Thursday, February 7, 2008

STOCKHOLM, Feb 7 (Reuters) - Utility Vattenfall is putting a string of nuclear mishaps behind it and sees a bright future for atomic power in Europe, although it cannot yet say when its hobbled German plants will be back online.

"You should be a little humble and not overconfident but we have taken a lot of measures and we are definitely on the right track to be the benchmark of our industry," Lars Josefsson, chief executive of the Swedish state-owned firm, told Reuters.

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Vattenfall CEO-no estimate on German nuclear plants

Thursday, February 7, 2008

STOCKHOLM, Feb 7 (Reuters) - Vattenfall Chief Executive Lars Josefsson said on Thursday he was not prepared to estimate when the Brunsbuettel and Kruemmel nuclear plants in Germany would come back on line.

Josefsson told a conference call on Vattenfall's 2007 results he was "not prepared to give any estimation" on when the plants, jointly owned with E.ON, would come back on line.

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German nuclear reactor row goes to higher court

Thursday, January 17, 2008

FRANKFURT (Reuters) - A court ruled on Wednesday that a dispute between the German government and a power group about whether to close a major nuclear reactor will be referred to the country's Federal Administrative Court.

The decision prolongs a dispute between the operator, Vattenfall Europe, which last year applied to keep the 806 megawatts plant open beyond 2010, and the Environment Ministry, which threw out the application.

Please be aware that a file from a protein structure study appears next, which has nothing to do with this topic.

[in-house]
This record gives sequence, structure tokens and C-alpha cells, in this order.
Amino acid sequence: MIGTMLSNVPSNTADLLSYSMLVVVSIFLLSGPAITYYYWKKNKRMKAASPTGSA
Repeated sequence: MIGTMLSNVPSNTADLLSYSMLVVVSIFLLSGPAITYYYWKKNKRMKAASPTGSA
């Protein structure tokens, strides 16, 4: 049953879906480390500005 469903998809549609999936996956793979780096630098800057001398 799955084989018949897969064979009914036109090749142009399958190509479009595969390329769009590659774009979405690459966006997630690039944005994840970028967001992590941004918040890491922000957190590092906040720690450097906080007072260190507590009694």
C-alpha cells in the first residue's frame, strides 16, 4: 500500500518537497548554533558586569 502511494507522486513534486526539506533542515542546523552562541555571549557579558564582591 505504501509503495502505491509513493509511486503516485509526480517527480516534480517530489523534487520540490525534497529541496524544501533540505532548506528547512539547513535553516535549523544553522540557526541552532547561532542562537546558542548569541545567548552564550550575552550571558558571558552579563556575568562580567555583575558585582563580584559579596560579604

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Germany to remain anti-nuclear stronghold

Friday, January 11, 2008

FRANKFURT, Jan 10 (Reuters) - Germany will uphold staunch political opposition to atomic energy, unperturbed by the mood swinging back in favour of nuclear power elsewhere.

Oil at record highs, climate worries, and the need to cut dependency on energy imports is due to move the British government to back new nuclear power plants on Thursday.

But Germany, Europe's biggest and most central power market, will not follow suit.

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RWE and Vattenfall Europe's chances to delay nuclear exit have risen

Wednesday, December 5, 2007

AFX News Limited

FRANKFURT (Thomson Financial) - RWE AG and Vattenfall Europe AG's chances of delaying the shut-down of nuclear reactors until after the next German parliamentary elections have risen after a fall in power volumes following the closure of two reactors, Handelsblatt reported.

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Sweden's Vattenfall says to boost nuclear safety

Friday, November 16, 2007

Mon Nov 12, 2007 1:17pm GMT

STOCKHOLM, Nov 12 (Reuters) - Swedish utility group Vattenfall said on Monday it will create a new executive post to keep tabs on its nuclear power activities after criticism over operations at plants in Sweden and Germany.